Saputo Inc. is eyeing takeover opportunities it feels may arise amid the current market conditions as it sees demand shift away from restaurants and other food service to retailers such as supermarkets.
"We're really seeing a shift, moving away from food service more into retail," said CEO Lino Saputo Thursday during a call with analysts to provide an update on the company's operations through the novel coronavirus outbreak.
"Our retail plants are running hard," he said.
In a Canadian Press story, Saputo says that "there will be, coming out of this, increased opportunity for M&A. I think the great fortune we have is that we can pick and choose the ones we think will fit our strategy for development the best.”
As governments in Canada and elsewhere tighten restrictions on social gatherings and mandate the closing of restaurant dining rooms, demand patterns have changed as people load up on groceries to cook at home.
For Saputo, the result has been a “massive shift” in production away from serving industrial clients, like salad dressing manufacturers and meal service customers, toward grocers and other similar retailers. Saputo factories serving retailers are “running hard,” in some cases at more than full capacity, the company said.
The shifting demand, though, is leaving Saputo with excess inventory that it might need to write down. The company is trying to figure out how to repurpose its dairy products so they don’t go to waste, Mr. Saputo said. That could mean trying to convince supermarkets to accept new product packaging or formats, or giving what can’t be sold to food banks instead of dumping it, he said.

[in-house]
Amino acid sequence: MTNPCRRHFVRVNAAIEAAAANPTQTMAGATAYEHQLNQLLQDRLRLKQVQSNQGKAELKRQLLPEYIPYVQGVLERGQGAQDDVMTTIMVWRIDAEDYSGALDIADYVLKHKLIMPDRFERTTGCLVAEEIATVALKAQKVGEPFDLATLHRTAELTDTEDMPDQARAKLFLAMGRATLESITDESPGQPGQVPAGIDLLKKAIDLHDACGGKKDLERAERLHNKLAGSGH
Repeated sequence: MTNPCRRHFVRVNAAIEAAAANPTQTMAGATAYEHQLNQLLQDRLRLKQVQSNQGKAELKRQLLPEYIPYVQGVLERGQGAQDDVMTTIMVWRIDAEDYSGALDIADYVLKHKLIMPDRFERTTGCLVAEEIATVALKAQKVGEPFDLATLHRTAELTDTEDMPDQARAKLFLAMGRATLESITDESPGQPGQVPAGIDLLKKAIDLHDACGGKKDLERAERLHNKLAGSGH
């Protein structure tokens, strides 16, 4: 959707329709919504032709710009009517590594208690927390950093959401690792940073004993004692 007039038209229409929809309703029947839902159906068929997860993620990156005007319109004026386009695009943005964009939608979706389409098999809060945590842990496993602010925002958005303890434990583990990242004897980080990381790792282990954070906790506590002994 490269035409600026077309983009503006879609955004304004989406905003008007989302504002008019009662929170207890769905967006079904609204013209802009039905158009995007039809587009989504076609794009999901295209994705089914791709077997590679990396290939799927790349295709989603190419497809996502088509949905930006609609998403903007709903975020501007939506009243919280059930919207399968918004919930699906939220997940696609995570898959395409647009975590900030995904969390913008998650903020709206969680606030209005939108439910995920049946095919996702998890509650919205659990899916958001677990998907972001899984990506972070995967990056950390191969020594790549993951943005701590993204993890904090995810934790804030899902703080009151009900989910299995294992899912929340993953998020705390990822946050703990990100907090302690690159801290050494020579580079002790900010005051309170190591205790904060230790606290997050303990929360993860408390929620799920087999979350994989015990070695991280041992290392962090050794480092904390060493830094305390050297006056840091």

“This is going to cost us money,” said Saputo. “But that is secondary in our thought process. We can afford to do the right thing.”
The situation is changing rapidly, noted Kai Bockmann, chief operating officer, and much of the recent demand could boil down to consumers stockpiling food amid instructions to limit social contact."We're going to have to wait a couple of weeks to figure out what the normal buying patterns are going to look like," he said.
In Canada, the Montreal-based company has seen a boost in retail fluid milk and cheese sales, in part because consumers can no longer cross the border to access cheaper gas and groceries.
People also seem to be craving snacks and comfort food, he said, as evidenced by strong sales in string cheese along with ricotta, which Bockmann speculated comes down to many folks cooking lasagnas at home.
Food service, on the other hand, is almost halted, said Saputo, aside from quick-service restaurant outlets that continue to serve meals for takeout.
"Orders are being cancelled," he said.
Some demand remains from industrial clients, such as frozen meal manufacturers, but those that service restaurants, including salad-dressing makers, have shut down.
The company is looking to see if it can repurpose the inventory it has for scrapped orders by checking if retailers will accept products of a certain size, format or that are otherwise different from the norm.